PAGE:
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and it isn't just pop stars and hollywood elite. >> here's why this matters to us. >> reporter: president obama is twitter's fourth most popular person with 7 million followers. compare that to when president clinton was in office, he claimed to have only sent two e-mails his entire time in the white house. >> president obama can use this to say hey, this is what's important. or he can use it to create a sense of personal connection. >> reporter: at first, twitter was written off by many as mundane moussings on ordinary events. going to the grocery store. need some fixin's for a salad. but today, with more than 200 million users, sending 140 million tweets per day, twitter has become more powerful than anyone could have imagined. earlier this year, protesters in egypt demanded the ouster of president hosni mub back and used twitter to organize their revolution. >> people can find out about an issue and take action immediately and that's really
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empowering. >> reporter: with its realtime updates and clear channel to the masses, twitter has moved beyond its humble instant messaging past and allows its followers to document and even change history. susan mcginnis, cbs news, washington. >> you are very good with twitter. i am not. >> what did i tell you four years ago? this thing is going to take off. >> if only i'd listened to you. it's amazing the impact it has had. and you really can learn so much from it. >> exactly. and so many people, too. you thought facebook was big and this is kind of catching up. it's amazing. >> send messages, short. >> 140 characters. >> like the rest of the show. ear going to take a quick break. [ clears throat ] hop to, gang. it's showtime. uh, do you know this guy? i'm not gonna cry, am i? only if you don't believe in the power of friendship. really? you guys are good. [ male announcer ] your favorite movies right when you want them. watch unlimited tv episodes and movies instantly through your game console or other devices,
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well, this is one of those stories i wish i could say there was a better ending to it. remember knut the polar bear? >> that sweet polar bear in the berlin zoo. >> we got some bad news with
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thank you, we're repeating the school advisory this morning. woodbridge elementary school is closed because of no electricity. city police are investigating several deaths including that of a 4-year-old. andrea fujii has the story. >> reporter: don, in total, 3 were killed and 16 wounded over the weekend. this morning, the police are investigating how the 4-year- old got a hold of a gun and shot himself. meanwhile, the detectives are trying to piece together why two were shot. also, a stabbing at this gas station that left a 24-year-old dead. dead. don? ,, you want to get a great looking lawn like this,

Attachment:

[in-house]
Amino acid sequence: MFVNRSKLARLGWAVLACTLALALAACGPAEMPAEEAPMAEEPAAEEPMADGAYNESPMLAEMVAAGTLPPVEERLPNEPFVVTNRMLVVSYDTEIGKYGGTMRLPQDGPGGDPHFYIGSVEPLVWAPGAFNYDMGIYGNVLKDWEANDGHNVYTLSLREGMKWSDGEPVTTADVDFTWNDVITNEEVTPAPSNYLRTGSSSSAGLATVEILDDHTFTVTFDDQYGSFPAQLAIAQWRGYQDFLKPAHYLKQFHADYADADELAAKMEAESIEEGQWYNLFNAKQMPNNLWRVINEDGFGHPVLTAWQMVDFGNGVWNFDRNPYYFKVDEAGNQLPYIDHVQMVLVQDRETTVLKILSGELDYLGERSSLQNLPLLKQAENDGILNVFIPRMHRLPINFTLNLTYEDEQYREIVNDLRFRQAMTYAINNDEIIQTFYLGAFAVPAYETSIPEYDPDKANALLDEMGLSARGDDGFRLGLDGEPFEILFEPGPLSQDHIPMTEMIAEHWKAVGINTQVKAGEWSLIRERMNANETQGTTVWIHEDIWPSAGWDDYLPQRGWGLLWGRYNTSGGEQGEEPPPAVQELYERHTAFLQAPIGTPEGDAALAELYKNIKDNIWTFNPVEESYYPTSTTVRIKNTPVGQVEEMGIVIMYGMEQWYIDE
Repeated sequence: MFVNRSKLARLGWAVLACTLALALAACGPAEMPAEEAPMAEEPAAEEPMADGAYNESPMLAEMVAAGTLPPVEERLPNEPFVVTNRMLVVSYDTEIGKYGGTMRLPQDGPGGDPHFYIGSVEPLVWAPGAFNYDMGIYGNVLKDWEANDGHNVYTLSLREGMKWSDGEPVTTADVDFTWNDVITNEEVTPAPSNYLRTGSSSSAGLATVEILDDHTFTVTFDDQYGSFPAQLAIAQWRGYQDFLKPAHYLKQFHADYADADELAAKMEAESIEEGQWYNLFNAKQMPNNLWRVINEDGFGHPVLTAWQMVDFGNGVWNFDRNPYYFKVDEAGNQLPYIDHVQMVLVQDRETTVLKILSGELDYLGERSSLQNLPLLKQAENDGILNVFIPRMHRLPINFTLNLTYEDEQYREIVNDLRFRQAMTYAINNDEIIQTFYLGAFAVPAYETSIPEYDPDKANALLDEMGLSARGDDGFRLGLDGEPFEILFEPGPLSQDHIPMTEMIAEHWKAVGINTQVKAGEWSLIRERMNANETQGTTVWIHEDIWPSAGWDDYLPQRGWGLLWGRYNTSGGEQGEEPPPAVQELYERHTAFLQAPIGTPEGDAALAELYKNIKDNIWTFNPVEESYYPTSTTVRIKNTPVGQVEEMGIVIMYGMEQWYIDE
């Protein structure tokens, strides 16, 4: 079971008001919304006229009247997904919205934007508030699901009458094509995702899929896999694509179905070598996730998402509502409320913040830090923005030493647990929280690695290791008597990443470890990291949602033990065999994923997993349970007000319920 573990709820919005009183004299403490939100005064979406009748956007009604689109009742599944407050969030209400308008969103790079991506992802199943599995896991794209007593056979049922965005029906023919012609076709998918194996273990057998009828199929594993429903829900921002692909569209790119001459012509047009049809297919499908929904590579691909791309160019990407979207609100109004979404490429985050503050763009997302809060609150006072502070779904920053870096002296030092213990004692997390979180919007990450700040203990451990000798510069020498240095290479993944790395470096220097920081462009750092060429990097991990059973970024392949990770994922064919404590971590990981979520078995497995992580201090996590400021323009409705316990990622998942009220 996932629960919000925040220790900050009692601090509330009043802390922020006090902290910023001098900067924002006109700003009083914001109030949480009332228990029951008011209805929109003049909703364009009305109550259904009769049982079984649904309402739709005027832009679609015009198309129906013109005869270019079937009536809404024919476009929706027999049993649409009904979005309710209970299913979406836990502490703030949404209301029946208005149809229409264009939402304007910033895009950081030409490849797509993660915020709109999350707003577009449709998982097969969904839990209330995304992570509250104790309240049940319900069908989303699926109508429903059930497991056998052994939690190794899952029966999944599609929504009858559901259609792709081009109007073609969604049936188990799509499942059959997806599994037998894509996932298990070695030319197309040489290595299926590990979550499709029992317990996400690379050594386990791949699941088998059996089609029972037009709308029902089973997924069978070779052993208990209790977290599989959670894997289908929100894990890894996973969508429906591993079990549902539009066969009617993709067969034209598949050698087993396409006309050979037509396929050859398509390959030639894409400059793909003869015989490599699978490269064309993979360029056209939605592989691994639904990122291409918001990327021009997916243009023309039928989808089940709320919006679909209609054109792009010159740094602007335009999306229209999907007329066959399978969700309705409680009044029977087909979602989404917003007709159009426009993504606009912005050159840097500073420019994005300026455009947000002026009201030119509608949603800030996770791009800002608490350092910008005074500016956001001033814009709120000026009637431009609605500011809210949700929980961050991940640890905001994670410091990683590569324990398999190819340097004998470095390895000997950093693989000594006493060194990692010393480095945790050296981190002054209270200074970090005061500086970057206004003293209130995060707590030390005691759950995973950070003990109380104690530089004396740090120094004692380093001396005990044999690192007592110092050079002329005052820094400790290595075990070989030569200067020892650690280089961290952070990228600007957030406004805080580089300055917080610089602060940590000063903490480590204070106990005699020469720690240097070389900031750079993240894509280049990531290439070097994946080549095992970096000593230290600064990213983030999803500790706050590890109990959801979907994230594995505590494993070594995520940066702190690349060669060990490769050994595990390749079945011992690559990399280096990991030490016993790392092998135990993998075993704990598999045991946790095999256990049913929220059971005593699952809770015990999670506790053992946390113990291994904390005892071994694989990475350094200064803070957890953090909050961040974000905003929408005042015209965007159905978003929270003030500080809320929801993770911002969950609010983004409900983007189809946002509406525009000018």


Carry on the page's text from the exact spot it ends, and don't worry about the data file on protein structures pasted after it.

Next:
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and welcome back to "the early show" here on a monday morning. it is the first official day of spring, and those snowflakes don't say spring -- >> i was going to say. and there's the snow. happy spring, everyone. >> central park. >> it looks lovely, doesn't it? i'm erica hill along with chris wragge. good to have you with us at the top of the hour. just ahead a fresh look of a viral video from australia and a bully who fought back. chances are you see this. we're back with the body slamming response. here it comes. it's not, though, what this kid is all about. casey heynes.
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it's a well-spoken young man, said he's been bullied for years. said he considered suicide at one point. was that the best way to handle it, though? a lot of people rooting for him. but also people wondering whether or not it sends the right message. we're going to be joined with a child psychologist who says sticking up for himself is actually not going to fix everything for casey but it could make his life worse. an important lesson for all of us as we look at that awful video. >> it's tough when you're bullied for as long as he had been bullied and the fact that the other kid did throw the first punch. we'll talk about that coming up. also the end of knut the polar bear. who didn't fall in love with this cute little guy? he was at the time one of the cutest little things you've ever seen. a look at the sudden and mysterious death at the berlin zoo over the weekend. the zoo said they didn't see anything wrong with him but others believe that knut had really suffered in captivety. dr. debbye turner bell traveled to berlin, a story that we filed a few years back and she's got a follow-up to this sad end to knut's life. he wasn't sick or anything, just going about his daily business and something tragically